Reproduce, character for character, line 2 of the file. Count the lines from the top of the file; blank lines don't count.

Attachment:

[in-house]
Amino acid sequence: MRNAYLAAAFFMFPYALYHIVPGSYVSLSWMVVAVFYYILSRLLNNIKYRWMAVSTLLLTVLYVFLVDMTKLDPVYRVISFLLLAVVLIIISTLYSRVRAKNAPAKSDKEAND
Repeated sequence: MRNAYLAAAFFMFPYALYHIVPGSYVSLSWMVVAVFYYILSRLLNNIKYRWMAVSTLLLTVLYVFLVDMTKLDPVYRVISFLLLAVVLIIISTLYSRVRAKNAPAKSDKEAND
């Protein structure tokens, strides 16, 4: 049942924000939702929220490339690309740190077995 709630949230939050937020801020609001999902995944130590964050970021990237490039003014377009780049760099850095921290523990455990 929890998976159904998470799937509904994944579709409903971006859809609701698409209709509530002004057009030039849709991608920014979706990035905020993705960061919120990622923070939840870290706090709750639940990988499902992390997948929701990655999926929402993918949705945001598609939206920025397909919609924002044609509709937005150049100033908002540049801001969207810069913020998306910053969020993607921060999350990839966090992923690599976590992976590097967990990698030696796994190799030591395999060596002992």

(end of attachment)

Amino acid sequence: MRNAYLAAAFFMFPYALYHIVPGSYVSLSWMVVAVFYYILSRLLNNIKYRWMAVSTLLLTVLYVFLVDMTKLDPVYRVISFLLLAVVLIIISTLYSRVRAKNAPAKSDKEAND